Going that extra mile for animals

A January trip to Best Friends benefits some of Oregon’s homeless pets.
By Jennifer Hayes

Fifteen years ago, Best Friends furnished a lifeline to a dog named Nadas. Intrigued by Nadas' story, Brandy Carson came to visit him at the Sanctuary, and she's been coming back ever since.

Nadas allegedly chased a horse, a capital offense in Oregon. However, his person wasn't about to give his dog up to death row, so appealed. Following a drawn-out court battle, Nadas' life would be spared if he were sent to an out-of-state sanctuary.

Best Friends welcomed him with open arms.

Brandy was a volunteer for Jackson County Animal Care and Control, a shelter in Phoenix, Oregon, that housed Nadas for well over a year. His story touched her, and she wanted to learn more. Once she read the book "Best Friends: The True Story of the World's Most Beloved Animal Sanctuary," she knew she'd have to check out the Sanctuary for herself.

The Best Friends experience

Brandy Carson's first visit to Best Friends in 2002Brandy visited Nadas during her first trip to Best Friends in 2002. Since he was a red-collar dog, meaning only staff could interact with him, she couldn't have direct contact with him, but his new home at Best Friends left a lasting impression. Captivated by the staff and canine residents, as well as the serenity provided at the Sanctuary, she vowed to return.

Since then, she has come back four times, most recently in January. Someone had suggested that if she and her partner, Jeanette Larson, really wanted to make a difference, to visit in the winter, when there are fewer volunteers. Up to the challenge, they braved the below-freezing temperatures, going that extra mile for the animals.

For the first time ever, Brandy tore herself away from the dogs to volunteer one day at Wild Friends, Best Friends' wildlife rehabilitation department. One of her tasks was to take the towels used to line the bottoms of cages housing some of the recovering animals outside to shake out the discarded seeds. Imagine her delight and surprise to see a dozen deer appear out of nowhere to help "recycle" the leftovers.

However, her heart belongs to the dogs. In addition to volunteering at Dogtown, she and Jeanette hosted both Kyler and Mama Mia for sleepovers in their cottage.

"The minute we got Mama Mia into the door of the cottage, she knew the drill," says Brandy, laughing. "She disappeared and was on the bed." Not willing to give up a good thing, Mama Mia turned out to be a bit of a bed hog. No worries, they didn't mind sharing at all.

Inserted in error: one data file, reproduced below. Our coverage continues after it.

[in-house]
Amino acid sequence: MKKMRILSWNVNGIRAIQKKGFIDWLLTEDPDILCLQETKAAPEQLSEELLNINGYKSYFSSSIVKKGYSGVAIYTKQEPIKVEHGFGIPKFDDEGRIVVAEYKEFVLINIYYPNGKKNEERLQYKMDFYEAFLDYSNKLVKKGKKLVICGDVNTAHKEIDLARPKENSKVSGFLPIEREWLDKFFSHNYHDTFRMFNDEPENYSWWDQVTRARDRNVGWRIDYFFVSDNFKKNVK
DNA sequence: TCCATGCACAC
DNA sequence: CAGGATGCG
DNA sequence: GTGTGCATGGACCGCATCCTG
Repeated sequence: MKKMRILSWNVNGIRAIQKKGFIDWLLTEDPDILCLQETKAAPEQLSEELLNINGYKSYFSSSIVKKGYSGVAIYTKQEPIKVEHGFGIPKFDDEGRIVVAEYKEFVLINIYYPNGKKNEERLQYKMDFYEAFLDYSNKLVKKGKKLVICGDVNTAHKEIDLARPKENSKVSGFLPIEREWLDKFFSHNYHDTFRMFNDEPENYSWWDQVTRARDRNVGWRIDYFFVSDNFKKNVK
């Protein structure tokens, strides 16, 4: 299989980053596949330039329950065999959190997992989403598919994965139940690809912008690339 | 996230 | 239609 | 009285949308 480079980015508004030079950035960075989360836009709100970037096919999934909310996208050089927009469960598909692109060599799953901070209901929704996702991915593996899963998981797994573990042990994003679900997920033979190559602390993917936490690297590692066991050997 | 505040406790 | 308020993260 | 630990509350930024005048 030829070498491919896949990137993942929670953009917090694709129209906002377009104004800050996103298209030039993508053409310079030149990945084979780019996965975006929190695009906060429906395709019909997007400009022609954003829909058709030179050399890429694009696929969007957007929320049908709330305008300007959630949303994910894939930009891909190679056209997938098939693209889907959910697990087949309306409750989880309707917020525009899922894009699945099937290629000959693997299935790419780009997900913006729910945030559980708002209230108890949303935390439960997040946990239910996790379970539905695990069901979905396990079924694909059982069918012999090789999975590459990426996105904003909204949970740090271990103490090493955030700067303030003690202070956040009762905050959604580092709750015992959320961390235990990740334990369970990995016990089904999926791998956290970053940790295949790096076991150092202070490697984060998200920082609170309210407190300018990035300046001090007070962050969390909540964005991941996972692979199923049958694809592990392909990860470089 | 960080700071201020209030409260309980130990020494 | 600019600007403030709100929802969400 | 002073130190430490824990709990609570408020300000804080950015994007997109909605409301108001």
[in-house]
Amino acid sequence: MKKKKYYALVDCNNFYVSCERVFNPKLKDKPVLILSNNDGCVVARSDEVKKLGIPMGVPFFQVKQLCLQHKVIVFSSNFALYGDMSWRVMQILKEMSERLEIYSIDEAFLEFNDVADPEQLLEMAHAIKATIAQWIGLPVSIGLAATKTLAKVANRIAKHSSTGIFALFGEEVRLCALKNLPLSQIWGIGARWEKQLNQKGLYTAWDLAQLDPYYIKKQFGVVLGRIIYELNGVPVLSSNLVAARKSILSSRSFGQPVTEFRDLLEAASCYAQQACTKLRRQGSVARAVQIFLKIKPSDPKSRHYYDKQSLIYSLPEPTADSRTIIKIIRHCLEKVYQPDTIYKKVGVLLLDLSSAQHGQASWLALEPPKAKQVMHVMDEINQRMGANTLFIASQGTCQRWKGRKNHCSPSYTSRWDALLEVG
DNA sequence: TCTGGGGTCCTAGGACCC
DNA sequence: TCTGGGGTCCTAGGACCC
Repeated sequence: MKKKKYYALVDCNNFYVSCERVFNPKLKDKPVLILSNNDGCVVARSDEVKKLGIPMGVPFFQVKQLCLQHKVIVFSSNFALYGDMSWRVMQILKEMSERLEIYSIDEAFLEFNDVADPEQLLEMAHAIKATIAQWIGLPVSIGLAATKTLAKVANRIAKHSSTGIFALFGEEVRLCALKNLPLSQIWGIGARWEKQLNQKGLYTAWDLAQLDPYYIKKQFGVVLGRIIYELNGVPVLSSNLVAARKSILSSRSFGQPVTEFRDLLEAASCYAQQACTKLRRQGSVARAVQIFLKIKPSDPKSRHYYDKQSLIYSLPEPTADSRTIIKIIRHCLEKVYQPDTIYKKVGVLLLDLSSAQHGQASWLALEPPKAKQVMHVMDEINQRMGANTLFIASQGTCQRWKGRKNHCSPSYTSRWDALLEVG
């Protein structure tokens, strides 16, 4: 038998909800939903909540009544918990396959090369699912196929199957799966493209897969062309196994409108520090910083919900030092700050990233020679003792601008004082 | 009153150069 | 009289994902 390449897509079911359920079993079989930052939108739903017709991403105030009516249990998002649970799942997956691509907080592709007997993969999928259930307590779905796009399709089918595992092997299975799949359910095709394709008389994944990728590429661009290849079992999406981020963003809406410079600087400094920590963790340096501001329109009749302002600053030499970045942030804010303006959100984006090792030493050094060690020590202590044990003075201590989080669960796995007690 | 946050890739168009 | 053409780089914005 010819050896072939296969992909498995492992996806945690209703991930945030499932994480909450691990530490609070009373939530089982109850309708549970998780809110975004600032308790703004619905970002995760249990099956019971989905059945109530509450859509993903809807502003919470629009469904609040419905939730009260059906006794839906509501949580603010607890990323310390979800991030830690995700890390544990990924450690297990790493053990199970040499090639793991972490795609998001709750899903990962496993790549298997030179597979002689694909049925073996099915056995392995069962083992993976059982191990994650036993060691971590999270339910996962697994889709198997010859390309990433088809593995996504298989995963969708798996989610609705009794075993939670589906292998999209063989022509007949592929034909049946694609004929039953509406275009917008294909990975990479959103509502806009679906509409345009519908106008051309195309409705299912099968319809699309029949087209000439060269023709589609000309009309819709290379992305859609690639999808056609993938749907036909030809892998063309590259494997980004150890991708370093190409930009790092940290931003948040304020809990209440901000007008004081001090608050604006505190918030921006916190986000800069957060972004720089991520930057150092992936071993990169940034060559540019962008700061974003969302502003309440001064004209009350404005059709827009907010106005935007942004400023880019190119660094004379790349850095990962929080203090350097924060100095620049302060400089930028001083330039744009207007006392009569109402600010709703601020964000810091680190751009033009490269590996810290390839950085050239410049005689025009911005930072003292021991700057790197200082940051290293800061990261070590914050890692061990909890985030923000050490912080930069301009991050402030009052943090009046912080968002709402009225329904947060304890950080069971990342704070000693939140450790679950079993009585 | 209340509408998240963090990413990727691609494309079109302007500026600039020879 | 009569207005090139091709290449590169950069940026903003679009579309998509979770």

Shelter service

Brandy Carson volunteering at homeBrandy not only shared her bed with Mama Mia; she shared ideas from the Sanctuary when she returned home. Part of the reason she visits Best Friends is to convey tips to Jackson County Animal Care and Control.

After this trip, she shared an enrichment idea: Cut holes in PVC pipes and fill them with kibble. A number of them are already assembled, providing hours of entertainment for their shelter dogs. She also shares each issue of the Best Friends magazine, which has numerous articles discussing already-proven lifesaving promotions, with shelter staff.

After doing laundry and walking dogs for years, she's now an adoption ambassador, helping match people with the right dogs, as well as a shelter tour guide for groups of children. With all she does, you truly can't tell she's 78 years old.

It's no surprise that Tracy Gault, vice president of Friends of the Animal Shelter, says that "Brandy is an amazing volunteer whose almost 20 years of dedicated service is very much valued and appreciated!"

Of course, Brandy wouldn't have it any other way. Thanks to Nadas and her own subsequent inspirational trips to Best Friends, Brandy says, "I'm realizing that yes it's possible, even for us here in a small place, to make quite drastic and good changes toward the quality of life of our animals."

Learn more about volunteering at Best Friends.

Photos courtesy of Brandy Carson